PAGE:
This is how Russians live?

          As the train pulled out of Kazakhstan’s capital Astana, Valery opened the first bottle of cognac and was figuring out how much alcohol our compartment would need for the 15-hour overnight trip.  It was only 4:30 p.m. and, with several hours of daylight left, I wanted to look out of the window, not drink.  But to be sociable, I agreed to a couple of shots.   

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Miles and miles of Kazakh steppe

Miles and miles of Kazakh steppe

             Half an hour later, I escaped to the corridor for an hour before returning to the compartment.  Valery and his friend Igor were already almost through bottle number two, and had bought a bottle of vodka from the drinks trolley.  The restaurant car served vodka and cognac by the glass, but for those who want to drink in compartments, a vendor plies the corridors. 

             Sensibly, Valery and Igor were also eating—dark bread, cheese, sausage, piroshky and strong Russian mustard.  Valery slapped mustard on a slice of bread and cheese and passed it to me.  I felt as if my head was going to explode.  “Good for your health—you won’t get a cold,” Valery laughed as I gasped and turned red.  “Here, have more vodka.”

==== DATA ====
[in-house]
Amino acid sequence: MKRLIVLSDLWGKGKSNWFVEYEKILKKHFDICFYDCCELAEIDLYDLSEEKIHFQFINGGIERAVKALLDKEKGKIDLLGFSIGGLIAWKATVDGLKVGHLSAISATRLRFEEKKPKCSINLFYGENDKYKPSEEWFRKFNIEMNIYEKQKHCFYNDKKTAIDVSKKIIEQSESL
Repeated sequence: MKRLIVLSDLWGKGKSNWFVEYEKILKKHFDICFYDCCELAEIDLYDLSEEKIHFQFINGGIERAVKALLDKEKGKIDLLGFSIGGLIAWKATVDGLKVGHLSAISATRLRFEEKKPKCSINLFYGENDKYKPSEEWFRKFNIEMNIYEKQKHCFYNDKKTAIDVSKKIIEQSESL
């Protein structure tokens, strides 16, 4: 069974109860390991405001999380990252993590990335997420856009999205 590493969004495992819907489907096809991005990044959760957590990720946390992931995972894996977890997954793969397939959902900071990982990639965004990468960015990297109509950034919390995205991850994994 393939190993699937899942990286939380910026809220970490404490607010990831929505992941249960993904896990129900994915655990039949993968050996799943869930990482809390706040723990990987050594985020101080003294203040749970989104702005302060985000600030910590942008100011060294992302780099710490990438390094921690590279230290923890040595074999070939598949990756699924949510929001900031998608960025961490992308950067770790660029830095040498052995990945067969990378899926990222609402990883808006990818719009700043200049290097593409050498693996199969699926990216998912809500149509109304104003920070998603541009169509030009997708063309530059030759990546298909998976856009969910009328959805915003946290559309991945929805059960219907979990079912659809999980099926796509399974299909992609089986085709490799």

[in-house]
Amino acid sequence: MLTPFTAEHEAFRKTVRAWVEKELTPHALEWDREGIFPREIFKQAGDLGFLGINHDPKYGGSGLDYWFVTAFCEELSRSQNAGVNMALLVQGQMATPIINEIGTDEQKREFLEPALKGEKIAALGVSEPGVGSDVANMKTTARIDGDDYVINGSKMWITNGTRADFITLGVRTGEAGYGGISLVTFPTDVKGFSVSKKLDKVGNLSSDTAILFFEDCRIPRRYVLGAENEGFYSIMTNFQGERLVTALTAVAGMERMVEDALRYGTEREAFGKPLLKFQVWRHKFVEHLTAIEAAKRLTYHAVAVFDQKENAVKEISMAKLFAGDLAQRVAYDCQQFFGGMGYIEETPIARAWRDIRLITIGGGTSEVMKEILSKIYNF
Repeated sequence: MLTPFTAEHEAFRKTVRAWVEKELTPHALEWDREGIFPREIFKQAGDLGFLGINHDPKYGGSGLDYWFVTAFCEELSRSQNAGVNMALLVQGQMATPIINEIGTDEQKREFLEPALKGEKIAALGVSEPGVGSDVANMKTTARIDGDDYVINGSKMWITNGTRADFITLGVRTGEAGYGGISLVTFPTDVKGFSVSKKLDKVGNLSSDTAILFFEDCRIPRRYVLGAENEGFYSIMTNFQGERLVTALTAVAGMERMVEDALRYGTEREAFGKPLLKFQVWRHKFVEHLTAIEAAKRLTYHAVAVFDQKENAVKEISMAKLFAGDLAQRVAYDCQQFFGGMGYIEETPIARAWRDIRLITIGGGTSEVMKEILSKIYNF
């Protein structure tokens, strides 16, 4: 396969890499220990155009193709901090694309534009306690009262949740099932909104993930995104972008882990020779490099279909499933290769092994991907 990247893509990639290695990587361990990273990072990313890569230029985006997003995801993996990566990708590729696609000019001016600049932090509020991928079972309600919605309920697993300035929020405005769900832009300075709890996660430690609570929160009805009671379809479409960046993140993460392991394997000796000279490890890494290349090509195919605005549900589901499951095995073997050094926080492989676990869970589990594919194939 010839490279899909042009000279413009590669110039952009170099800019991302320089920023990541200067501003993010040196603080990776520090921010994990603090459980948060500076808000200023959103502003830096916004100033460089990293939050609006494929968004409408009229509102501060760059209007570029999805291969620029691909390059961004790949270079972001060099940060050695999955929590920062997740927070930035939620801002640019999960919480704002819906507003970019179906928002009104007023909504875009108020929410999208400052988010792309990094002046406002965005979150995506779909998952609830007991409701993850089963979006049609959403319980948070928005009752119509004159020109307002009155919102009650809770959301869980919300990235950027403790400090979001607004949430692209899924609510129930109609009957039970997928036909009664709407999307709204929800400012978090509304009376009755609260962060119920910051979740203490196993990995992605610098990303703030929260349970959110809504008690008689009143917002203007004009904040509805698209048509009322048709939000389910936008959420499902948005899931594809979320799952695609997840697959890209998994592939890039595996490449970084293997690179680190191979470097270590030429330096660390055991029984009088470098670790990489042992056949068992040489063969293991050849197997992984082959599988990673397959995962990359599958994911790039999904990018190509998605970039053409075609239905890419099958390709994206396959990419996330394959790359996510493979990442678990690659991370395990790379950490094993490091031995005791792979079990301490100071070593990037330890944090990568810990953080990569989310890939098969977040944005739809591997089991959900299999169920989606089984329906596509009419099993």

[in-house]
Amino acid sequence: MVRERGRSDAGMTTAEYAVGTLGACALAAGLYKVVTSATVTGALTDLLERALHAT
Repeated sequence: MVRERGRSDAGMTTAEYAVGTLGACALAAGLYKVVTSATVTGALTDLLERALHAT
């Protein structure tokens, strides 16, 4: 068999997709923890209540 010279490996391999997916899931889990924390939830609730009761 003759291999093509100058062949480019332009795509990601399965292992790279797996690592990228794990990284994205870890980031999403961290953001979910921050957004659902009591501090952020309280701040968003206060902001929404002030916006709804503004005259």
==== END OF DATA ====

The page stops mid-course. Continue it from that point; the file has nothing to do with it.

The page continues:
As the evening wore on and the alcohol took its toll, the conversation became more animated and difficult to follow.  Valery and Igor were on their way to Kostanai oblast in northern Kazakhstan for a hunting and fishing trip.  I must have skipped the chapter on winter outdoor sports in the Russian textbook because most of the vocabulary was new to me.  There was a lot of extending of arms and simulated “boom boom” gunshot noises as virtual ducks fell to earth. 

             Valery, who said he loved all sports and was wearing a David Beckham T-shirt, wanted to know why I had never served in the military.  He was reluctant to accept my explanation that there was no military service requirement in the U.K. and that I had arrived in the U.S. too late to be drafted for Vietnam.  Military service was compulsory in the Soviet Union, and Valery served in Afghanistan.  “A useless war,” he admitted, yet he still seemed to resent those who, in his opinion, had not served in the military.  My argument that there are other ways to serve one’s country did not impress him.

             By 10 p.m., everyone had settled down for the night.  Then the snoring started.  It didn’t bother me while we were moving because it was drowned out by the sound of the train, but it woke me when we stopped at stations, as we did four or five times after midnight.  At 3 a.m. at an isolated town on the frozen steppe, there’s no traffic and no people.  Only snoring. 

             At 6 a.m., the attendants knocked on the doors to tell passengers we’d be arriving in Kostanai in an hour.  Valery swung down from the top bunk, opened a bottle of beer and offered me another.  I politely refused.  He smiled.  “Now you know kak russkiye zhivut (how Russians live),” he said, with a smile.  I wanted to say I hoped not all Russians lived that way, but recognized the sincerity of the hospitality.  It was another warm memory of a cold winter.